Tax Shift, Rising Rates Lift BofA
Bank of America Corp. said Monday that a boost from the U. S. tax law and rising interest rates helped first-quarter profit rise 30%, extending the string of better-than- expected results from the nation’s biggest banks.
Quarterly profit at the Charlotte, N.C.- based bank rose to $6.92 billion from $5.34 billion a year earlier. Per- share earnings were 62 cents; analysts had expected 59 cents. Revenue came in at $23.13 billion, up from $22.25 billion a year earlier. Analysts had expected $23.06 billion.
This quarter is the first time investors have a chance to see exactly how much the recent tax law is helping the bank’s bottom line. The banking industry was one of the biggest beneficiaries of the lower corporate tax rate. While it led to big one-time charges last quarter, the lower rate is starting to lift bank earnings this quarter. Much of that is already in analysts’ estimates for the bank’s future profit, however. And some of the expectedsecondary benefits of the tax bill, such as invigorated loan growth, have yet to materialize across the industry.
Bank of America said its effective tax rate fell by 9 percentage points because of the bill. In the quarter, the bank paid $1.48 billion in income taxes, compared with $1.98 billion a year earlier.
The tax benefits notwithstanding, the bank’s underlying performance also was strong. Income before taxes – a way to look at the bank’s performance without the tax boost – increased about 15% to $8.39 billion from $7.32 billion a year earlier.
Those factors meant a key profitability metric, return on equity, reached a milestone. The figure rose to 10.85%,above the bank’s theoretical 10% cost of capital. That only happened once before in Chief Executive Brian Moynihan’s eight-year tenure, in 2011 when unusual onetime factors inflated the figure. Other than that, the bank last passed 10% in 2007, right before its financial state rapidly deteriorated during the financial crisis.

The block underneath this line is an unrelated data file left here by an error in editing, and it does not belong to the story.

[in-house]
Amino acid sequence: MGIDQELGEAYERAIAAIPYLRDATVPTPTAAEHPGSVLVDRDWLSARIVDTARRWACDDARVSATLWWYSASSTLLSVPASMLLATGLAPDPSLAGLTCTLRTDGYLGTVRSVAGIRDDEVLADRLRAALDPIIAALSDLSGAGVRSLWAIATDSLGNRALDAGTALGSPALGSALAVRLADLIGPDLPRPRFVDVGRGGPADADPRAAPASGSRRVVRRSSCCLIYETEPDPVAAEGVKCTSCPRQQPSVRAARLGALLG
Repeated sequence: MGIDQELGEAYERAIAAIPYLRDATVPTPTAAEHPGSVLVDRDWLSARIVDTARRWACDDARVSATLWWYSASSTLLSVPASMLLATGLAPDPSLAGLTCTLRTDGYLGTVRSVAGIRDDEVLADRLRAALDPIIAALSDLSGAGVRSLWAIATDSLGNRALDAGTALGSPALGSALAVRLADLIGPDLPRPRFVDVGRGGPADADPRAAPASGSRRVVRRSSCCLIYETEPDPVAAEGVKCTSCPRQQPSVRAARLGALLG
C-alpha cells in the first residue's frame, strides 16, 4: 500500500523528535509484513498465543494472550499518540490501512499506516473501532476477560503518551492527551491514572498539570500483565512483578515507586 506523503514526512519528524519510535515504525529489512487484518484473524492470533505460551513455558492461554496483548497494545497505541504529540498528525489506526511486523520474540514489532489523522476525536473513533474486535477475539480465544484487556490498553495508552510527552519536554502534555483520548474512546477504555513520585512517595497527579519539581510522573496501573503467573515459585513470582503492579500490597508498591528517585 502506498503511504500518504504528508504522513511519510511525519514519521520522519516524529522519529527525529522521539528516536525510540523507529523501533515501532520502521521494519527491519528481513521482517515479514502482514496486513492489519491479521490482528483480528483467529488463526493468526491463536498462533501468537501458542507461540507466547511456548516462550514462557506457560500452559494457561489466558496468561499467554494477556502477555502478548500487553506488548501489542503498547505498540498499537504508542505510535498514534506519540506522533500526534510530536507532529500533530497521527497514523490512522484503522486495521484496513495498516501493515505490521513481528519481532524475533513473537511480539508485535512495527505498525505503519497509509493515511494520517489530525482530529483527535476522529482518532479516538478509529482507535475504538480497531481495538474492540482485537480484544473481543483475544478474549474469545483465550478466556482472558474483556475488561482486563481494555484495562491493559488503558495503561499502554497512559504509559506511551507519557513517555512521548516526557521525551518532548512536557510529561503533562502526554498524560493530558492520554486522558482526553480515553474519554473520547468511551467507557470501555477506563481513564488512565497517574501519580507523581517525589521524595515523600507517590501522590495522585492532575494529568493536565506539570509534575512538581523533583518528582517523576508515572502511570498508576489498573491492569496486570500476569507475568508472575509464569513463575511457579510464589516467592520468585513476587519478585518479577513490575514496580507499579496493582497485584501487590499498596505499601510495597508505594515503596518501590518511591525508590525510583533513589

The first quarter was “a solid business environment with good economic metrics. And we continue to get our fair share in that environment,” Mr. Moynihan said on a call with analysts.
The results reflected the bank’s yearslong strategy of boos- ting profits by cutting expenses, focusing on lower-risk plain-vanilla banking services and putting crisis-era headaches in the past.
Rising interest rates have helped. Higher rates are typically good for banks because they turn a profit on the difference between what they pay on deposits and the rate they collect on loans. In the quarter, the Federal Reserve raised its benchmark rate for a sixth time. Bank of America said its net interest income, or profit from interest, rose about 5% from a year earlier. Banks have been able to pocket much of the benefit from the rate increases because customers aren’t demanding more interest. The rate Bank of America paid on U. S. interest- bearing deposits was 0.30%, only a slight rise from 0.27% in the prior quarter. Still, deposits rose more than 4% from a year earlier.
Loan growth, which has slowed across the industry since the 2016 presidential election, rose 3% from a year earlier at Bank of America.
In the first quarter, the bank’s expenses fell about 1% to $13.90 billion from $14.09 billion a year earlier. That helped push the firm’s efficiency ratio, which measures expenses as a percentage of revenue, below 60%, compared with 62.8% a year earlier.
The bank recently announced that plans to open branches in cities where it previously had none wouldn’t elevate overall costs. The bank’s total branch count, which has steadily dropped as more consumers turn to digital tools and the bank prunes less profitable locations, should be “relatively stable from here,” Chief Financial Officer Paul Donofrio said on a call with reporters.
Also, after a number of quarters of disappointing trading revenue, wild price swings for markets in the first quarter meant Wall Street’s trading desks had a better quarter. Still, results weren’t much above a year earlier, which also was busy following the 2016 U.S. presidential election.
Trading revenue, excluding an accounting adjustment, rose less than 1% to $4.05 billion from $4.03 billion in the first quarter of last year. Equities revenue increased 38%, while revenue from fixed income, currency and commodities was down 13%.
A flag flies in front of Bank of America’s corporate headquarters in Charlotte.